How Many Games Do the Georgia Bulldogs Have to Win in 2011 for Mark Richt to Keep His Job?

Yesterday, when I asked whether Gary Patterson really represented an upgrade over Mark Richt, the ensuing discussion included an examination of the critical question surrounding all of these conversations; namely, how many games does Coach Richt have to win in 2011 to keep his job for 2012?

I have been saying for a while now that there are three benchmarks by which the Georgia Bulldogs’ 2011 campaign will be judged. These are they:

  1. Win nine regular-season games
  2. Win the SEC East
  3. Beat the Florida Gators

My surmise, which I repeated as recently as last Wednesday’s radio interview, has been that, if the Bulldogs accomplish at least two of those three objectives, Mark Richt will return in 2012; if they don’t, he won’t.

That, though, was before Caleb King was declared academically ineligible for the 2011 season, a development for which Coach Richt cannot be blamed. Clearly, Coach Richt tried to send King a wake-up call by suspending him for the Liberty Bowl over academic failings which did not render him ineligible by NCAA standards, and it ought to be a point in Coach Richt’s favor that he did the right thing regarding Washaun Ealey, even while knowing King was academically at risk. The loss of our top two returning tailbacks prevents me from sharing the optimism of some Georgia fans, but, since I called upon Coach Richt to be more bold, I’m not going to hold it against him that he has taken a stand in favor of standards, particularly since it has produced a much more encouraging offseason, one highlighted by a nine-month stretch without a player arrest.

The question then becomes, to what extent is Coach Richt entitled to a mulligan by virtue of the losses of Ealey and King as the Red and Black prepare for probably the country’s toughest two-game opening stretch against the Boise St. Broncos and the South Carolina Gamecocks? Is the math altered at all by the recent change in circumstances, and, if so, by how much?

Suppose, for instance, that Isaiah Crowell takes a couple of games to find his feet, inasmuch as he is a true freshman and he will face a pair of daunting defensive fronts on the season’s first two Saturdays, and, consequently, Georgia stumbles to an 0-2 start in a pair of competitive games. Crowell then begins to come into his own, leading the ‘Dawgs to an 8-2 run down the stretch, culminating in a New Year’s Day bowl game against a Big Ten team in the Sunshine State.

Will that be enough to save Mark Richt’s job? Should it be? If that scenario plays out, how much would it matter whether the Auburn Tigers, Florida Gators, Georgia Tech Yellow Jackets, and Tennessee Volunteers were among the "8" or among the "2"? Is a win over Florida plus a loss to Georgia Tech better or worse than a loss to Florida plus a win over Georgia Tech? How important will, or should, the outcome of the bowl game be?

It isn’t as though we’ve never fired a head coach after an 8-4 season; that, in fact, is how Mark Richt got this job. However, Jim Donnan’s 2000 team was expected to win the SEC East and contend for the national championship, and it didn’t come close to doing either, whereas expectations for the 2011 Bulldogs necessarily have been ratcheted down due to unavoidable offseason attrition.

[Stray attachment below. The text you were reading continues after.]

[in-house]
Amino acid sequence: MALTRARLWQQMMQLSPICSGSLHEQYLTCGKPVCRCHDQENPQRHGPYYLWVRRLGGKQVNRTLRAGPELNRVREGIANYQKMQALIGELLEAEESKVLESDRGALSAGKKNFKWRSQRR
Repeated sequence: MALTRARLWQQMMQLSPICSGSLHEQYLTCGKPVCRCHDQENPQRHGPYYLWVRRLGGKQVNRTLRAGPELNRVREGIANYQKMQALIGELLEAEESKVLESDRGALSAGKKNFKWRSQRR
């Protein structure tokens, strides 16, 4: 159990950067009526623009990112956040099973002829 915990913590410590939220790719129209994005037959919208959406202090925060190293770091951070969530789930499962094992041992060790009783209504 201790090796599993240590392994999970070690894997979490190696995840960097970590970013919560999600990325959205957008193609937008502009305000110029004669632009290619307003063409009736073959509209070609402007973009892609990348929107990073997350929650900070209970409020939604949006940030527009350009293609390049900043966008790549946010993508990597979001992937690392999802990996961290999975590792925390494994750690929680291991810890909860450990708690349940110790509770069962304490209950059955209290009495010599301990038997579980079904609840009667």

Then again, Mark Richt essentially had in 2008 the season Jim Donnan had in 2000, falling from preseason national title hopeful to second-tier team, both in the division and in the state, and the returns have been diminishing ever since. Coach Donnan never played for an SEC championship, but he never had a losing season after his first one, either. Is 8-4 in 2011 a sign of progress, or is it too little, too late?

Does it matter how Georgia loses the games it loses? Is a comeback that falls just short different from a fourth-quarter collapse? Is another overtime loss in Jacksonville an indication that the gap is narrowing or proof that we just can’t get over the hump in the World’s Largest Outdoor Cocktail Party? Is it better if the ‘Dawgs are losing games by scores of 10-7 instead of 34-31?

I wish I could say that I have those answers, but I’m not so sure I do. I keep looking at those three benchmarks, and I keep wondering to what extent any or all of them have been rendered unattainable or unrealistic by Caleb King’s academic reversals. Surely, we should know what we have in Isaiah Crowell by the time we get to the Gateway City, so a win over Florida should be roughly as possible now as it was before. Does King’s departure render the Boise State game so much less winnable that nine victories are appreciably more improbable? Does his departure render the South Carolina game so much less winnable that a division crown is dramatically more unlikely?

It seems like those first two games, already the toughest on the schedule, just got that much tougher, but, given the Bulldogs’ thinness on the offensive line, in the defensive secondary, and (now) at tailback, ought we to be more worried about the end of the schedule than the beginning? Just a handful of key injuries could be all that stands between this team and absolute disaster, and it isn’t as though the injury excuse was adequate to save Ray Goff when Robert Edwards and Mike Bobo were lost for the season in 1995. In any event, as the list of all that reasonably might go wrong lengthens, the chances that none of them will worsen, and our hopes decrease commensurately.

At the end of the day, all I really know to do at this juncture is ask the questions, so I’m asking.

Go ‘Dawgs!

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